When the OFF process is completed, the step time step is incremented, as shown in FIG. 3 (step S33). Step time step is a timing count for providing tone-ON time. Step time step is incremented at time intervals corresponding to music tempo, and is cleared to "0" at the head of each measure.

When the incremented step time step matches step time STEP, included in the currently processed play data, musical tones in accordance with that play data will be generated.

Then, a check is made to decide whether or not step time step equals step time STEP of the next play data to be processed (hereafter referred to as "next step time NEXTSTEP") (step S34). If step time step does not equal the next step time NEXTSTEP, program control returns from the automatic playing process routine, indicating that it is not yet time to produce musical tones based on the next play data.

If step time step equals the next step time NEXTSTEP, play data corresponding to the next step time NEXTSTEP is read from the play data memory 16 (step S35). The play data read out in this step is key information (key number) KEY, measure information or an END mark.

A check is performed to determine whether or not the read data is key information (step S36). This process is performed by checking a predetermined bit that is included in the first byte of the play data. The checks for the measure information (step S42) and the END mark (step S44) are made in the same manner.

If the read data is found to be key information, velocity VELO in the play data is read from the play data memory 16, and the VELO value is set in the tone generator 22 (step S37). Tone volume is thus selected.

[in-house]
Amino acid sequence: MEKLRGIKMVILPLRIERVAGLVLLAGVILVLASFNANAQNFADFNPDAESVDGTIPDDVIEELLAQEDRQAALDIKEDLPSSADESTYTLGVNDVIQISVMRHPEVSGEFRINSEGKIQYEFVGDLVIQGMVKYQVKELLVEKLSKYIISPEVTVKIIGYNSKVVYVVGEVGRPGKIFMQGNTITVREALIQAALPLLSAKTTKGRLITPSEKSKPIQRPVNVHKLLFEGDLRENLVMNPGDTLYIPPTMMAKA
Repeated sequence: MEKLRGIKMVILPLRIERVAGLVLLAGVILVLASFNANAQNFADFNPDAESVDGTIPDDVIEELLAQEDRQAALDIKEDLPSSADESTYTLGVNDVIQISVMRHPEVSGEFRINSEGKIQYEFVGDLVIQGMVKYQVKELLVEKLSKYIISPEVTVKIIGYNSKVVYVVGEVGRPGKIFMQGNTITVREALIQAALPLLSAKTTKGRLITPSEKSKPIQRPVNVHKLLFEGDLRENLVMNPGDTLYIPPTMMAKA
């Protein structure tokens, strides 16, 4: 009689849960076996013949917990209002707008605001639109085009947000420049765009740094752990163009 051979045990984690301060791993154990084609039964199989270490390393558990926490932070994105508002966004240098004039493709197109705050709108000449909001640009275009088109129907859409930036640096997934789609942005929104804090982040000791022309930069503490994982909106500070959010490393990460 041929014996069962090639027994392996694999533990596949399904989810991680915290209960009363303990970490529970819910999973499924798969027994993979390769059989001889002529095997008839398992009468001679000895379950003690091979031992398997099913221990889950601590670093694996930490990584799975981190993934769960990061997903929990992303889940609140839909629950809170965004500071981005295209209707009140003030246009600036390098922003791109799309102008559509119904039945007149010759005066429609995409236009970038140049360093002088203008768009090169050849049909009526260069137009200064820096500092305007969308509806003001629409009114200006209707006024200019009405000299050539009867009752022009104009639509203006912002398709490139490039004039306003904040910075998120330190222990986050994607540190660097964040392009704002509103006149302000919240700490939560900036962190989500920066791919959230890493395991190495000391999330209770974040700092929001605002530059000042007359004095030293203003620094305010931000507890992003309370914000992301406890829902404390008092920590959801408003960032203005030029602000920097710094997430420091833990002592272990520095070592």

Next, gate time GATE in the play data is read from the play data memory 16, and gate time GATE is set in the above-described table that stores gate times (step S38). Gate time GATE is used to decide tone generation stop timing, as described above.

Key information conversion is then performed by the key data developing section 15 (step S39). More specifically, during this process, the play data D5 that is sent from the automatic playing section 17 is converted into a predetermined code in accordance with chord information that is detected by the chord detector 14.

Tone-ON channels are assigned through a channel assigning process (step S40), and then tone-ON processing is performed (step S41). Accordingly, musical tones are released via the tone generator 22, the amplifier 23, and the loudspeaker 24. Program control then branches to step S47.

When, in step S36, the read-out play data is determined not to be key information, a check is made to decide whether that play data is measure information (step S42). If the play data is found to be measure information, step time step is cleared (step S43), and program control branches to step S47. As a result, automatic playing starts at the head of the next measure.

If, in step S42, the play data is not measure information, a check is performed to determine if that play data is an END mark (step S44). When the play data is found to be an END mark, the automatic playing flag is cleared (step S45), and program control branches to step S47. An automatic playing series is then terminated.

When, in step S44, the play data is not an END mark, it is assumed that the play data is timbre select data, and timbre setting processing is performed (step S46). This processing is performed only when play data read from the play data memory 16 indicates a timbre change.

Step time STEP in the next play data is fetched to be used as the next step time NEXTSTEP (step S47). Program execution returns to step S34 and the processing is repeated.

When processing of all play data having the same step time STEP is completed, program control returns to from the automatic playing process routine.

A reception process in step S26, shown in FIG. 2, will now be explained.

FIG. 5 is a flowchart showing the reception process. Information that is supplied to the external information input section 20 from an external source constitutes, for example, status information, and associated information about key number, velocity, etc.

The status information is used to identify information types, such as "90H ", for key-ON information; "80H ", for key-OFF information; and "COH ", for timbre information. ("H " denotes the hexadecimal number system.)